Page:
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The Beginner’s Guide to Omaha

If you’re an experienced Texas Hold’em player, you won’t need long to learn one of its variations: Omaha Hi. These two games are very similar so, once you master the differences, you’ll be well on your way to becoming a good, if not great, Omaha player.

Even if you’re new to poker in general, learning Omaha is fairly easy. Keep reading this guide to learn how to play one of the poker room’s most popular card games.

In Omaha, your goal is to create the best five-card hand from a total of nine cards: four in your hand and five community cards. The catch is that, unlike Hold’em, Omaha requires you to use exactly two of your hole cards. This means that you will take three of the five community cards to make your hand – and hope that what you end up holding is good enough to take the pot.

Omaha HiIf you’re playing online or in a card room, there will be a dealer button that rotates clockwise after each hand. The two players to the left of the “dealer” must post the small blind and big blind (respectively) before the hand is dealt. Typically, the small blind is half the size of the big blind.

After these two players post the blinds, you’re dealt your hole cards. These are facedown, so only you know what you’re holding. Remember that you must use two of these cards to make your hand, so don’t get too excited if you’re dealt four Jacks.

Betting depends on which Omaha game you’re playing. Omaha can be fixed-, pot- or no-limit. Fixed-limit games have specific amounts for betting and raising. In pot-limit games, you can bet or raise up to the size of the pot. In no-limit Omaha, you can bet or raise every chip you have.

Omaha has four betting rounds. They come:

After your hole cards are dealt.

After the flop (first three community cards) are dealt.

After the turn (fourth community card) is dealt.

After the river (fifth community card) is dealt.

The standard hand rankings apply in Omaha. A set (three of a kind) beats two pairs, for example, and a full house (a set and a pair) beats a straight.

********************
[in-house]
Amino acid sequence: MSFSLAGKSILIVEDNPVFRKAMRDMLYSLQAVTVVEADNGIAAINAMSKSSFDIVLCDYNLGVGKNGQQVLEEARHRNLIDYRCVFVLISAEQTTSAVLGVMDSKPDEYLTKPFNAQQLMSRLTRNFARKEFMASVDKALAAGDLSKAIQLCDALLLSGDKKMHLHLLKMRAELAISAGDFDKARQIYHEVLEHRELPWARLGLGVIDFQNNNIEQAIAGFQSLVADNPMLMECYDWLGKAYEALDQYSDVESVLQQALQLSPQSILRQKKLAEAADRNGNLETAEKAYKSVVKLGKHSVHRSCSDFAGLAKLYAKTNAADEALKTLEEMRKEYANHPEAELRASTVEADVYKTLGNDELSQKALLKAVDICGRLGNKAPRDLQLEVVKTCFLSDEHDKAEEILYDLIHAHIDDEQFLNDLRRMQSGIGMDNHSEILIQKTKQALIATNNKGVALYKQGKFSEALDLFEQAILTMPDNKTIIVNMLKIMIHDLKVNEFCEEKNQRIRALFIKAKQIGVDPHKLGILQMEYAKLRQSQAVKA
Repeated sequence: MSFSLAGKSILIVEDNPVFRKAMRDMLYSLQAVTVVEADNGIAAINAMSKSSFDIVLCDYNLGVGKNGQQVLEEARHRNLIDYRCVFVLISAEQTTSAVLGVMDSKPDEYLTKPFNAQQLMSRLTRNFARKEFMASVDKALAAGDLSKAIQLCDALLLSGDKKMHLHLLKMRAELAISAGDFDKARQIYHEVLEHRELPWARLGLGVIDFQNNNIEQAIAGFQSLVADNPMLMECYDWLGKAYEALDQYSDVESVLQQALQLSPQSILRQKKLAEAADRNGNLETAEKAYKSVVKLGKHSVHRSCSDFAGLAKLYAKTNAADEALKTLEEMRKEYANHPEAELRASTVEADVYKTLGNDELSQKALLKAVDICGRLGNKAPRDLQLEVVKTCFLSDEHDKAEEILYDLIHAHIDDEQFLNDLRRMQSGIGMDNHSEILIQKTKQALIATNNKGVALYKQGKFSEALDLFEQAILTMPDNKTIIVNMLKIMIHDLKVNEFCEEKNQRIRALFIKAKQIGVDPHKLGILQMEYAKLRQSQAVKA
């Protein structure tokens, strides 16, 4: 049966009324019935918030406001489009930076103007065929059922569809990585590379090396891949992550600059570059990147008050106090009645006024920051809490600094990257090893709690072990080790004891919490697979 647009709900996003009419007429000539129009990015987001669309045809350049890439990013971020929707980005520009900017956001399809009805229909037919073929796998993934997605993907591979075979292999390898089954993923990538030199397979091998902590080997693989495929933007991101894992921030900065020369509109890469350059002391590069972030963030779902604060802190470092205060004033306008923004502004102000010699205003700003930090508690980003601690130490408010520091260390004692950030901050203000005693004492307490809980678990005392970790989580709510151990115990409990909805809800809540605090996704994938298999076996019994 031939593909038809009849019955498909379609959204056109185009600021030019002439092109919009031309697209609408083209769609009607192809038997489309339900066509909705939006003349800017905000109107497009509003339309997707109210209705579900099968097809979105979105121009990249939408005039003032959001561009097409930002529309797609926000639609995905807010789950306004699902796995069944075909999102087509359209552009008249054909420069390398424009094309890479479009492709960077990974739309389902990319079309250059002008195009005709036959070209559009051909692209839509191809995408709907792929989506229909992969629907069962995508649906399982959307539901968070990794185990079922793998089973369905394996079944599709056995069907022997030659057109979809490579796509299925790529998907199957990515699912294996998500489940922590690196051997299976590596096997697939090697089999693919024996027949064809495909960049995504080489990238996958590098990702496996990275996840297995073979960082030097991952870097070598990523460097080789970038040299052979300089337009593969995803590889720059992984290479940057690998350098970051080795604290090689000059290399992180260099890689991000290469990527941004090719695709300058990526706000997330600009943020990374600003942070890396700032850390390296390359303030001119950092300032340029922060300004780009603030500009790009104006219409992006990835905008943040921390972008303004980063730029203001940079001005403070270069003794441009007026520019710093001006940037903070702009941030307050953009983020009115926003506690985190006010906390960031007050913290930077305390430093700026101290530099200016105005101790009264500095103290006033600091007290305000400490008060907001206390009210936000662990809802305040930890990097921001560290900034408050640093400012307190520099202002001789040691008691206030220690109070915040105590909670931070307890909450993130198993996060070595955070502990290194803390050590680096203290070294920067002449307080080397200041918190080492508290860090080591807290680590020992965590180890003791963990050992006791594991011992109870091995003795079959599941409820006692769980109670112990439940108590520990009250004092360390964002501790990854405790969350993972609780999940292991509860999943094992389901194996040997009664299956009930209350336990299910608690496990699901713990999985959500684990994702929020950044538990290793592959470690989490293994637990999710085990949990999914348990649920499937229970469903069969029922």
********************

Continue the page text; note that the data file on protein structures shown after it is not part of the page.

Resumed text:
If you’re still in the hand after the final betting round, you’ll show down your hand to win the pot. You do, however, need to be careful when you’re reading your hand. Because you’re dealt four hole cards, but must use two, it’s easy to make mistakes. Here are some examples of common mistakes in Omaha.

Your hole cards:

The board cards:

You might think that you have a full house – two Aces and a set of threes – but you don’t. Because you can use only two of your hole cards, you would take an Ace and the three from your hand to make a set of threes with the best-possible kicker, the Ace.

Your hole cards:

The board cards:

This might appear to be an Ace-high straight, but that is incorrect. To make an Ace-to-ten straight, you would have to use the Ace, King and Jack in your hand. This is not possible in Omaha.

However, you do have a King-high straight. Use the King and Jack from your hand and the Queen, ten and nine from the board to make this hand.

Because the extra two hole cards create more possible hands, you have to be careful with smaller hands. Two pairs might be a great hand in Hold’em, but they’re not quite as good in Omaha. You’re more likely to see sets and full houses, along with flushes, in Omaha because of the added combinations that the four hole cards make.

Your basic Hold’em skills will help you in Omaha, but keep the big difference – those extra cards – in mind. This is easy to remember once you’ve played the game for a while, though, so don’t let yourself become frustrated if you can’t keep things straight at first.

Once you’ve mastered the basics of Omaha, you can start working on some advanced skills. These will help you collect more chips over the long term, which is always a plus as far as serious poker players are concerned. Learning how to read the board, put other players on specific hands and read their tells all make you a better player – regardless of which poker game you’re playing.

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